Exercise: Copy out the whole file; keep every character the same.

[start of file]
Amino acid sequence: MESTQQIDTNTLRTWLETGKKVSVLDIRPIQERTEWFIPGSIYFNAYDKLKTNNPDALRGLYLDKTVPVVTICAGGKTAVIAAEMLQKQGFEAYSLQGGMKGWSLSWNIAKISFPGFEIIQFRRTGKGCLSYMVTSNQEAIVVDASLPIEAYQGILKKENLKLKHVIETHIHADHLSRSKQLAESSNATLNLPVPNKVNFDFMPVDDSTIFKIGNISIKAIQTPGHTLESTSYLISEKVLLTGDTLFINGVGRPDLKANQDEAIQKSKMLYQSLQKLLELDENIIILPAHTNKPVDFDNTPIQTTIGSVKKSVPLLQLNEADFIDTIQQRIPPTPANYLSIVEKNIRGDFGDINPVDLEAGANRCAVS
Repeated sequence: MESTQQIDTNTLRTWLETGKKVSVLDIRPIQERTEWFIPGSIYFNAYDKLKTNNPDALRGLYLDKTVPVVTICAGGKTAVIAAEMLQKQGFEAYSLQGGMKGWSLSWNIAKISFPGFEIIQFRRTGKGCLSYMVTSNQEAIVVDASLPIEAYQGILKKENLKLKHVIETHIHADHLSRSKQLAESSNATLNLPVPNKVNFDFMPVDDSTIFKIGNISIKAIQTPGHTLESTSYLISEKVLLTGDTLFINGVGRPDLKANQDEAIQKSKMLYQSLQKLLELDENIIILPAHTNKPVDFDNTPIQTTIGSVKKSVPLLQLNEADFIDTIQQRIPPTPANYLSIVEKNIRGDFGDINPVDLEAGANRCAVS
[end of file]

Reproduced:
Amino acid sequence: MESTQQIDTNTLRTWLETGKKVSVLDIRPIQERTEWFIPGSIYFNAYDKLKTNNPDALRGLYLDKTVPVVTICAGGKTAVIAAEMLQKQGFEAYSLQGGMKGWSLSWNIAKISFPGFEIIQFRRTGKGCLSYMVTSNQEAIVVDASLPIEAYQGILKKENLKLKHVIETHIHADHLSRSKQLAESSNATLNLPVPNKVNFDFMPVDDSTIFKIGNISIKAIQTPGHTLESTSYLISEKVLLTGDTLFINGVGRPDLKANQDEAIQKSKMLYQSLQKLLELDENIIILPAHTNKPVDFDNTPIQTTIGSVKKSVPLLQLNEADFIDTIQQRIPPTPANYLSIVEKNIRGDFGDINPVDLEAGANRCAVS
Repeated sequence: MESTQQIDTNTLRTWLETGKKVSVLDIRPIQERTEWFIPGSIYFNAYDKLKTNNPDALRGLYLDKTVPVVTICAGGKTAVIAAEMLQKQGFEAYSLQGGMKGWSLSWNIAKISFPGFEIIQFRRTGKGCLSYMVTSNQEAIVVDASLPIEAYQGILKKENLKLKHVIETHIHADHLSRSKQLAESSNATLNLPVPNKVNFDFMPVDDSTIFKIGNISIKAIQTPGHTLESTSYLISEKVLLTGDTLFINGVGRPDLKANQDEAIQKSKMLYQSLQKLLELDENIIILPAHTNKPVDFDNTPIQTTIGSVKKSVPLLQLNEADFIDTIQQRIPPTPANYLSIVEKNIRGDFGDINPVDLEAGANRCAVS